Healthcare News & Insights

Case Study: Hospital attains 98% staff vaccination rate

Slow and steady wins the race: One hospital system nearly doubled its staff flu vaccination rate in just three years — and learned an important lesson in community education. Here’s how they did it.

BJC HealthCare, a St. Louis-based affiliate of the Washington University School of Medicine, was looking to significantly increase the number of staffers who got the flu vaccine. In 2006, 54% of BJC employees were vaccinated — higher than the national average, but far below the hospital’s goal of 80%.

BJC already offered the vaccine for free to employees and also had an education/incentive program in place to encourage them to make use of the program.

The health system took a series of steps each year that gradually increased the number of employees who got vaccinated:

In 2007, employees who declined to get the shot were asked to sign a form indicating  they knew the risks that presented to them, their families and patients. That year the vaccination rate shot up from 54% to 71%.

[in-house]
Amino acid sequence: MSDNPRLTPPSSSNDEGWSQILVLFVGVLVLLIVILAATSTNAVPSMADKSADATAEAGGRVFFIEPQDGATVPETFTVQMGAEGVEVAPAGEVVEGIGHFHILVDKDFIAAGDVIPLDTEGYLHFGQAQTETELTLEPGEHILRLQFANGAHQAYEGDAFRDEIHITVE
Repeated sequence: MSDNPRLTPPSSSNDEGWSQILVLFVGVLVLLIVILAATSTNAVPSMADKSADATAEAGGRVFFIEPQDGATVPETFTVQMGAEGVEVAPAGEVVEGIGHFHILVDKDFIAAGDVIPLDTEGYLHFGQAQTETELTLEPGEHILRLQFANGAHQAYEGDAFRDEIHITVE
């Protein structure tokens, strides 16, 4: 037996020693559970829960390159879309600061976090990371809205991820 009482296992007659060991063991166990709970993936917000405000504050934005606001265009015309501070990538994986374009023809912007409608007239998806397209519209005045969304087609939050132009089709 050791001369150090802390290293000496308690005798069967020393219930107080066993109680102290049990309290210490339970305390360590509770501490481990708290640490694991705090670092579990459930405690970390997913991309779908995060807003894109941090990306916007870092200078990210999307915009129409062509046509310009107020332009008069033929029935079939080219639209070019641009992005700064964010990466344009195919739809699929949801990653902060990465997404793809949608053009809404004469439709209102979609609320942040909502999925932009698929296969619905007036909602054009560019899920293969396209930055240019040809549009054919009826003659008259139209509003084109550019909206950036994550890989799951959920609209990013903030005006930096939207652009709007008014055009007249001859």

In 2008, BJC made vaccinations mandatory for any employee who didn’t get a medical or religious waiver. At the same time, the hospital stepped up its education campaign. That year, 98.4% of employees were vaccinated.

Among those who didn’t get the vaccine, 0.3% had a religious waiver, and 1.2% received a medical waiver  — usually due to a history of either allergic reactions or Guillain-Barre syndrome.

Interestingly, many of the people who applied for a medical waiver were confused about their actual risk: Several employees cited asthma or a suppressed immune system as reasons to skip the vaccine. Of course, those are two conditions that put people in the high-risk group for flu and make it even more important to get vaccinated.

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